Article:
One is a wall-mounted clock but it does not work very well and sounds rather "dinky" when its bell rings the hour. The other clock sat on the mantel of an unused fireplace in her kitchen throughout my youth and, indeed, until the day I brought it to my house. It works fine and features a nice, confident ringing bell - dong. I enjoy hearing it tick and listening to its internal gears shift slightly just before the hour. Its simple ringing bell reminds me of so much that happened earlier in my life. The clock is the basis of nostalgia for me.
This smaller clock is still in great working order. It is known as a "Globe" clock manufactured by The E. Ingraham Company. I do not know the exact date, but most likely it is circa 1890 - 1895. Which means this is probably my great-grandmother's father's (or grandfather's) clock. A fairly old timepiece to still be used on a semi-regular basis.
The identification sticker on the back of the clock is almost illegible these days.
So listening to it today connects me with this sketchy blob of past memories. I feel young again. But it is more than that. I feel my grandmother's love, the simplicity of summertime (my mom and dad both worked so I stayed primarily with my grandparents in the summer), the thought of eating candy and watching cartoons on TV, having lunch (which was called "dinner" back then, the evening meal was "supper") with the clock ticking on that mantel as we ate at the pull-out kitchen counter.
The clock was part of the background for much of my youth and now it is the background of my weekends. I don't wind it up and let it go during the week - its clear, unhurried dong and constant tick-tock-tick-tock is not compatible with Jennifer's upstairs office and business. But on Friday nights I take the key from inside, wind the springs for both the minute hand and the hour hand. I have learned by feel, by the amount of resistance in the turning of the key, when I have the clock sufficiently wound to go for 2-3 days. I usually shut it down on Sunday evenings - making a mental note of when it should start up again on the next Friday evening.
|I enjoy the decorative glass pane that adorns the door which opens to the facing, pendulum, and bell of the clock.|
|What it look like with the door open. Several keys sit inside, only two fit this clock. I don't know what the others go to.|
The old clock keeps time slower these days. It loses a couple of minutes each day that it runs. But, I don't care. It doesn't have to be accurate. It just has to be there to enter and exit my awareness like a form of meditation. I once talked to an old-timer that repaired clocks for a living. I asked him at my grandfather's funeral if he still worked on clocks. He said no, his eye sight was not good enough anymore. He died a few weeks after that brief conversation. But not before he offered a simple piece of advice. I asked him if it needed to be adjusted since it lost several minutes a day. He smiled. "Wind it tighter."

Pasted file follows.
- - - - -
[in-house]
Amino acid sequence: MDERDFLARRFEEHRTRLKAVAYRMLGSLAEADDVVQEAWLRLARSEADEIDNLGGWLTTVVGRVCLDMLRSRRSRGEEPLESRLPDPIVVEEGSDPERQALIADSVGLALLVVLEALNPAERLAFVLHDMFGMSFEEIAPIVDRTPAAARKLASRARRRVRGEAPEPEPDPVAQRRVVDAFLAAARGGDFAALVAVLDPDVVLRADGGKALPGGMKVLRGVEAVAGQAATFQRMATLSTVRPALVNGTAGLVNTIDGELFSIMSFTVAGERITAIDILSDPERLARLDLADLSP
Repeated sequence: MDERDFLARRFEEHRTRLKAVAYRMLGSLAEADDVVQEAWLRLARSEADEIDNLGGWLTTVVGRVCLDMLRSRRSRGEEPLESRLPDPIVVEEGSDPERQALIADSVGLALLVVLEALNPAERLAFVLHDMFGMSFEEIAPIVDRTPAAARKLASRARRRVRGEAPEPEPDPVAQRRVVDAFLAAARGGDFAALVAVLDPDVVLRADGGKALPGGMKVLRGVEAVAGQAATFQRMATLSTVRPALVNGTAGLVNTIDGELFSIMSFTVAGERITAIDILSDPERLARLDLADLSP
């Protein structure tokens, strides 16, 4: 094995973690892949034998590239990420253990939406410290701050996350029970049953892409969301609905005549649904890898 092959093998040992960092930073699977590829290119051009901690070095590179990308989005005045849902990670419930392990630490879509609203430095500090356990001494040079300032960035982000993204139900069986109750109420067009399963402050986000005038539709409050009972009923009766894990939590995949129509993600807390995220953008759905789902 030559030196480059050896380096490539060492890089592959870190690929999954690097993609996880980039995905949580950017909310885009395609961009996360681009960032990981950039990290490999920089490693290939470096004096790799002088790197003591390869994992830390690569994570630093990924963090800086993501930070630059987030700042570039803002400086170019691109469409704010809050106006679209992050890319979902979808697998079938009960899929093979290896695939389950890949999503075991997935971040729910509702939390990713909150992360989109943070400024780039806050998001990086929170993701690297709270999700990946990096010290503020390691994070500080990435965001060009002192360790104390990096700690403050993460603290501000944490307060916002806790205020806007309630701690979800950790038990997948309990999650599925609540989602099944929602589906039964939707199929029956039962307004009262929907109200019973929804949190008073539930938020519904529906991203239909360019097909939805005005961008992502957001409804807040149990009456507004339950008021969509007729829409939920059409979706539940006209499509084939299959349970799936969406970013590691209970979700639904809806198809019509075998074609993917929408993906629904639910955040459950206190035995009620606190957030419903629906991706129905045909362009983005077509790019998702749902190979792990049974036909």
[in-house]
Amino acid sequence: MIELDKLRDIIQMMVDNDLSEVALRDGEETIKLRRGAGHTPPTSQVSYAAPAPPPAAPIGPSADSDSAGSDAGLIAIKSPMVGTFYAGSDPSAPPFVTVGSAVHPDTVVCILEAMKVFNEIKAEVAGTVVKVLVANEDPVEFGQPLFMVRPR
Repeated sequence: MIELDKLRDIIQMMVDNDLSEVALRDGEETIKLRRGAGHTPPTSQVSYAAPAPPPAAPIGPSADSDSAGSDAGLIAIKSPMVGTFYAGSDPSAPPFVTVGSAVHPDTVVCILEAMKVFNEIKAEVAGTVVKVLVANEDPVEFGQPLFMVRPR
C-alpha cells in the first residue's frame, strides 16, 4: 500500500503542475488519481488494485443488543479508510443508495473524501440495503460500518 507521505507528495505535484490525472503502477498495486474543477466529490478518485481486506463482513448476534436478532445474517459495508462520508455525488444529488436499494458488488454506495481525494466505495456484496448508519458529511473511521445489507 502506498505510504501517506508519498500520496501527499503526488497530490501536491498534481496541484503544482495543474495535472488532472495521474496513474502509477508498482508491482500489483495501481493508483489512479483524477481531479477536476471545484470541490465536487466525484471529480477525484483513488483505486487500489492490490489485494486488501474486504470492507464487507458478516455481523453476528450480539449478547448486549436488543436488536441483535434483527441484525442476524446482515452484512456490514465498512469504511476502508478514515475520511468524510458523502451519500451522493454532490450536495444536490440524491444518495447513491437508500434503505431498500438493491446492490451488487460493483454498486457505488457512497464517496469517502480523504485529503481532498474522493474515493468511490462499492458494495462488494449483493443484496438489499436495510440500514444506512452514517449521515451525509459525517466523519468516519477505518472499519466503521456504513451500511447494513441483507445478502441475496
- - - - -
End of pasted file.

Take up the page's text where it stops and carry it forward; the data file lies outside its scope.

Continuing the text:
There is a new repair man now in a nearby town. I might take the clock to get it cleaned and do some maintenance on its simple mechanical mechanisms. My grandfather took it to the old-timer for its last repair. That must have been 30 years ago by now. So I guess it is time to have it looked at. But, as I said, it keeps time just fine on weekends for the purpose of memory and aesthetics.
The week days roll by whether or not the clock is ticking. The weekends are punctuated with its mechanical sounds tracking every hour, or a close approximation of the hour. The clock is marking time in my home the same as it did for decades in my grandparents' house. I am thankful for its simple gift of being a conduit into my past. When I pause and am aware of it and listen to it dong I am transported back to the same sounds in a different place with youthful aspirations and lazy afternoons. The time it keeps is not really the time of day anymore. It is, rather, the vivid time of past hours, past midnights, past noontimes, all of which I experienced and took for granted as a child; and of many other moments we classify as "time" before I was born.
The clock is the symbol of formative years and years before I was formed at all. All that wells up in me when I sit in my recliner not listening to music or reading or writing or watching a movie or practicing yoga or doing any other thing. Just sitting. Tick tock tick tock. I open my arms to the vast expanse of what we call time, and touch the melded moments while realizing nothing stands still even if the clock remains.
|The larger wall-mounted clock sits on the south facing wall of our home on the edge of my study overlooking the living room below.|